I know what you’re all thinking. “What does this Male Hetero CIS think of gender neutral pronouns?” Yes, I will acknowledge that I don’t really have any skin in the game, and that I’m privileged enough to have my gender be considered the neutral pronoun for the last few thousand years.
It’s awkward, though. In the past people just used the ‘he’ for any unknown person. It was sexist, certainly, but it was the norm, and as a kid I never questioned it. I suspect it’s a throwback to the time when people assumed that the reader was male, under the assumption that women didn’t read, or at least read less than men did. It might have even been true at the time. I don’t know the stats on literacy versus the sexes in history.
Back in the 90’s when I really started writing, I discovered the awkwardness of finding a gender neutral pronoun. ‘He’ was definitely not going to work. ‘It’ was considered an option for some people, but I always found it strangely degrading. Referring to a person, or in fact any living creature, as an ‘it’ seemed insulting. I don’t like it when people call my dog an it, so I don’t think a person would like it. The other one that people were considering was ‘per’ which was an offshoot of ‘person.’ Logically, I thought it made sense. ‘The person went to per house.’ I didn’t mind it at all, and I know a number of people tried to incorporate it into their writing. Speaking, though, was difficult, and it didn’t really catch on. In the end, that one disappeared.
Here we are, twenty-some years later, and there have been a number of changes. The dictionary now considers plural pronouns to be acceptable as a gender neutral singular pronoun. ‘The person went to their house.’ We were always taught never to use the plural pronoun in a singular form, but it works for me. It sounds good to the ear, is easy to incorporate in the language, and when reading it, it’s not particularly jarring.
Universities have started accepting other gender neutral terms as well. The ones that seem to be used most commonly now are “E,” “Ze,” “Ni,” “Ve,” and “Xe.” I think that the knee-jerk reaction to all of this change is to resist it. Personally, I look forward to a time when one or all of these become commonplace. Right now I think if we were to use these in our writing it would seem awkward, but in the right story it might be cool, even furthering the possibility that it becomes used in everyday speech. I also accept that I may be speaking from a privileged position, though, so really, maybe it’s important to push the gender neutral terminology. For me, I think pluralizing a pronoun is the least intrusive way to represent the variety of possible genders. I don’t hold firm to that statement, though, and may change my mind as society changes.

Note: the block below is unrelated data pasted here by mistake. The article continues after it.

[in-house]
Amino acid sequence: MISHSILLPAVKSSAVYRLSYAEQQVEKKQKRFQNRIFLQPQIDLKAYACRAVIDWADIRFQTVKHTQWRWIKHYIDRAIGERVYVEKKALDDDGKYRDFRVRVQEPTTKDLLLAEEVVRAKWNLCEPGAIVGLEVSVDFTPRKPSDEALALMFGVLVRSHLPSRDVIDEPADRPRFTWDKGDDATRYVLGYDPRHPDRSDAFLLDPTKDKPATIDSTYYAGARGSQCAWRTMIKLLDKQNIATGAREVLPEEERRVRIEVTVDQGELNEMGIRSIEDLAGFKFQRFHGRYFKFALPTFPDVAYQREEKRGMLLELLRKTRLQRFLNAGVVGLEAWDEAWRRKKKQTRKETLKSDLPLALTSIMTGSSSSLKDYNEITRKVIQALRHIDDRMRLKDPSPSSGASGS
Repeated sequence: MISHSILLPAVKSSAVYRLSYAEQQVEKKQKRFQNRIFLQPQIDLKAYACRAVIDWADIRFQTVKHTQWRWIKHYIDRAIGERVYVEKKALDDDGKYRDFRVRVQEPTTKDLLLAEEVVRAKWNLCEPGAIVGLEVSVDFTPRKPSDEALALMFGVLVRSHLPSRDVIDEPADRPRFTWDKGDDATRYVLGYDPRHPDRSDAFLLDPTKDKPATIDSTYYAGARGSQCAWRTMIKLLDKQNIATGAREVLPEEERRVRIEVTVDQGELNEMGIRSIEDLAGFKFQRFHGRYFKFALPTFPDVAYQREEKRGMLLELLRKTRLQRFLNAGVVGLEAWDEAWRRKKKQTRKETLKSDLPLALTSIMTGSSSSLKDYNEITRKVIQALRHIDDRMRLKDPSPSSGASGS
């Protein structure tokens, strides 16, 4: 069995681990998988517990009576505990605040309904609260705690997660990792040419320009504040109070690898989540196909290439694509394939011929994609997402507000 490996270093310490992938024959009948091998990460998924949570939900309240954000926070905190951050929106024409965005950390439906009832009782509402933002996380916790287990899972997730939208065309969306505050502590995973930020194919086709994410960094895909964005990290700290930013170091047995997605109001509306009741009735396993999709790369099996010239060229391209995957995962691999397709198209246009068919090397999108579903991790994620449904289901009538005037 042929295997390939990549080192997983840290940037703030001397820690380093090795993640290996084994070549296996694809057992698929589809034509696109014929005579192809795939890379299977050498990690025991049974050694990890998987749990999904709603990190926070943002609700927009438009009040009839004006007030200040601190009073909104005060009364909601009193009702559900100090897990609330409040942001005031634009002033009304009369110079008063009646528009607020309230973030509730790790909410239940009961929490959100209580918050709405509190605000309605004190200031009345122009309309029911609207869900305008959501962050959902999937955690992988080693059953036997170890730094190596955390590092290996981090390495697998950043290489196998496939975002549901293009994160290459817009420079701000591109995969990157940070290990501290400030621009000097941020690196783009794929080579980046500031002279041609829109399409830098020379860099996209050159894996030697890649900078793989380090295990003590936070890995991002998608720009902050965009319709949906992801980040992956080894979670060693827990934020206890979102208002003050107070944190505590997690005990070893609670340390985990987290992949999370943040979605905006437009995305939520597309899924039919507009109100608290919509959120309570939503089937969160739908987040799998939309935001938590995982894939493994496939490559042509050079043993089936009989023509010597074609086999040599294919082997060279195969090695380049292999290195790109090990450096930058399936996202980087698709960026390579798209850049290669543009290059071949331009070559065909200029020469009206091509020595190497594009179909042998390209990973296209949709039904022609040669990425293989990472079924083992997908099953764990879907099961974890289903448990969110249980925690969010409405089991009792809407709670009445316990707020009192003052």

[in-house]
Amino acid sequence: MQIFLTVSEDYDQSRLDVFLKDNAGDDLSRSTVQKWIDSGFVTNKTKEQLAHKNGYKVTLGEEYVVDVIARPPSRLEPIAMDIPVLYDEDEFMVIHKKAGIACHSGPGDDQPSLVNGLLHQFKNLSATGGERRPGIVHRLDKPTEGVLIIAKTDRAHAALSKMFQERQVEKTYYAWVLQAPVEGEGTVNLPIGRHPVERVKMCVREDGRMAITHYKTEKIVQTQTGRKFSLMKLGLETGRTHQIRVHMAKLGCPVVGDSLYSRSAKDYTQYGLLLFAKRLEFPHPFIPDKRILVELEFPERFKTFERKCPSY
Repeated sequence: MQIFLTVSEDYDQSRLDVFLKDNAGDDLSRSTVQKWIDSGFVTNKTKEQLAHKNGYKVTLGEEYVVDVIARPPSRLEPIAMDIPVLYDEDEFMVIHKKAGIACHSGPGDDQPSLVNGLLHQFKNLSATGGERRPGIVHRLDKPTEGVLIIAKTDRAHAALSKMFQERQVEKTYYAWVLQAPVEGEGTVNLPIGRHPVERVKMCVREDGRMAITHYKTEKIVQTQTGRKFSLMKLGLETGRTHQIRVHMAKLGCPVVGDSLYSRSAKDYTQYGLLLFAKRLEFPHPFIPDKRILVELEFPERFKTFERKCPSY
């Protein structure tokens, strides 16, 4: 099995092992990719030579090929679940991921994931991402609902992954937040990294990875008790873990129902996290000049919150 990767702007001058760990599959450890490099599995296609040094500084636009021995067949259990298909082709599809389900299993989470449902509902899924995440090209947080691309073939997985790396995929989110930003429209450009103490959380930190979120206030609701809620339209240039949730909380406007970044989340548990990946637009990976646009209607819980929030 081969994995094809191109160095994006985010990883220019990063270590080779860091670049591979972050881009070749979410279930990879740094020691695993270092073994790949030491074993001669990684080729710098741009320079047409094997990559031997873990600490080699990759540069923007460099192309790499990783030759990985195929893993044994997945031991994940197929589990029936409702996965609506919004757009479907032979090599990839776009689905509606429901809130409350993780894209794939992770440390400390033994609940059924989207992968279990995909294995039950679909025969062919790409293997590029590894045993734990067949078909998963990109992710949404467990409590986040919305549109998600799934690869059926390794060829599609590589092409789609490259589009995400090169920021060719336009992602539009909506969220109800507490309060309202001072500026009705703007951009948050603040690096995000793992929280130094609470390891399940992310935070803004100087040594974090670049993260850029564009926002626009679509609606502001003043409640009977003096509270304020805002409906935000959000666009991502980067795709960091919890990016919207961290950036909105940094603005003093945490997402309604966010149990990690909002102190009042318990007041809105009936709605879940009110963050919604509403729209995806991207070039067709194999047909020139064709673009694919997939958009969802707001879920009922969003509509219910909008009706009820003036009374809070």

In my book of short stories, Lemons on Venus, the title story has a trans-gendered character. I didn’t use the term trans-gender in it, as I wrote the story in 2005, and it wasn’t a term that was widely known. Her preferred pronoun was feminine, so it wasn’t really an issue in the story. That said, upon rereading there are probably a few different things I would change looking at it from the present perspective. I was sensitive to her and to the community, but terminology changes, and attitudes change. Even the fact that I thought it was big of the hetero love interest to accept a trans-gendered partner, whereas now it’s much more common, at least in popular culture. It might have been more common than I knew of at the time, but just less spoken of.
So my advice is to fit the terminology to the story, be sensitive to the changing landscape of genders, and write what feels right to you. If in ten years time you look back and see that maybe you should’ve used different terminology, remember that at the time, you made the best decision you could given the information you had.
Feel free to disagree with me in the comments. I’d love to know your take on it.